“Faithless” based on Ingmar Bergman’s screenplay (2000) depicts the primordial ties between life and art. According to the film, it is because of the existence of serious, not entertaining art, art dedicated to truth of life, not to commercial success, demanding the distortion of this truth, that the life of humanity can continue – the stories of human fall and human wisdom outlive the broken destinies of concrete people. It is serious art that teaches us how to continue to live whatever horrifying situations engulf us, whatever man-made horrors we encounter, whatever disappointments we feel.

A classic triangle involving three not typical characters – an actress, an emancipated woman but without any hardness (we often notice in women who have made successful careers), and two very intelligent and artistic men (a musician of international reputation and a theater director), is developing through different phases and never resolves itself. The protagonists’ life is going through terrible moments when it cannot continue, when world itself, it seems, is collapsing in its foundation. A desperate rivalry between the two men involved finally creates especially unbearable (for the woman they are both intimate with – the main female character of the film, and for the viewers) moments when belief in life leave the heroine and suicidal abyss engulfs her.

The “story teller” (played by Erland Josephson with reference to Ingmar Bergman), impersonates the resurrecting influence art has on the human life.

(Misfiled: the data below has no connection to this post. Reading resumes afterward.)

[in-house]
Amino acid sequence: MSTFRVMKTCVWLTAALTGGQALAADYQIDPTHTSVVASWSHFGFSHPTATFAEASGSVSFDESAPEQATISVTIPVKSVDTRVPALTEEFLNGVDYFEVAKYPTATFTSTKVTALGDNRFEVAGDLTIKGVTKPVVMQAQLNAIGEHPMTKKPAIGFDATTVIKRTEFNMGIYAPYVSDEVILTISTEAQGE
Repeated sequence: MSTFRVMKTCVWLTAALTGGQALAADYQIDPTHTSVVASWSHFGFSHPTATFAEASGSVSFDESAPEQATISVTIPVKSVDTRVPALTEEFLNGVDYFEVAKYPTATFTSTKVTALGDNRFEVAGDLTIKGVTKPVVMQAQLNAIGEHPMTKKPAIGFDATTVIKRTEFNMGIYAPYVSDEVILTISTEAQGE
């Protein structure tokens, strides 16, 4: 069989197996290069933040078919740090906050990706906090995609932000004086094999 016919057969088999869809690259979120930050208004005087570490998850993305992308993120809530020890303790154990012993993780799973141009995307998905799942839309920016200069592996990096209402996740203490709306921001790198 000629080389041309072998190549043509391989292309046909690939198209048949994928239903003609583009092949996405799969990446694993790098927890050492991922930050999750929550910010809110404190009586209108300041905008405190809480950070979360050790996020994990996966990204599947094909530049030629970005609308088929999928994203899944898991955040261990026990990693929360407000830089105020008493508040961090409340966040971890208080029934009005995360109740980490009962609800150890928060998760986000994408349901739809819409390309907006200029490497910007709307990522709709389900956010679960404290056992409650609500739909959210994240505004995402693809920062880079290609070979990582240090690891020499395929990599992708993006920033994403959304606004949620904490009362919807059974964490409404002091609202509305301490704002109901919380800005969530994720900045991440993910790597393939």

Following the film, we see that sophisticated men are not less prone to be cruel in love, and their very cruelty and bouts of moral regression are more psychologically intricate and innovative, which makes their behavior in amorous and sexual competition even more horrifying.

The woman is the main victim in the fight between the men over her, and she has to find the additional emotional resources in herself to keep her decency and humanity in the impossible circumstances. The child of love (in the film the daughter of the musician and the woman seduced by the theater director) is not only the antidote to eternal fight as a part of love, but the agent of continuation when human relationships create emotional dead ends. The child of love is not only ally of art in the attempt to pacify life of love, but she is the muse of existential art.

Life can be made into a horror, when love turns into its opposite and it needs art to make life able to continue. The implication here is that the disappearance of art inside its commercialization makes life less and less possible.
“Faithless” is a unique work accumulating all Bergman’s experience with life, love and art and all Liv Ullmann’s sensitivity for desperate passions of human drama of amorous encounters.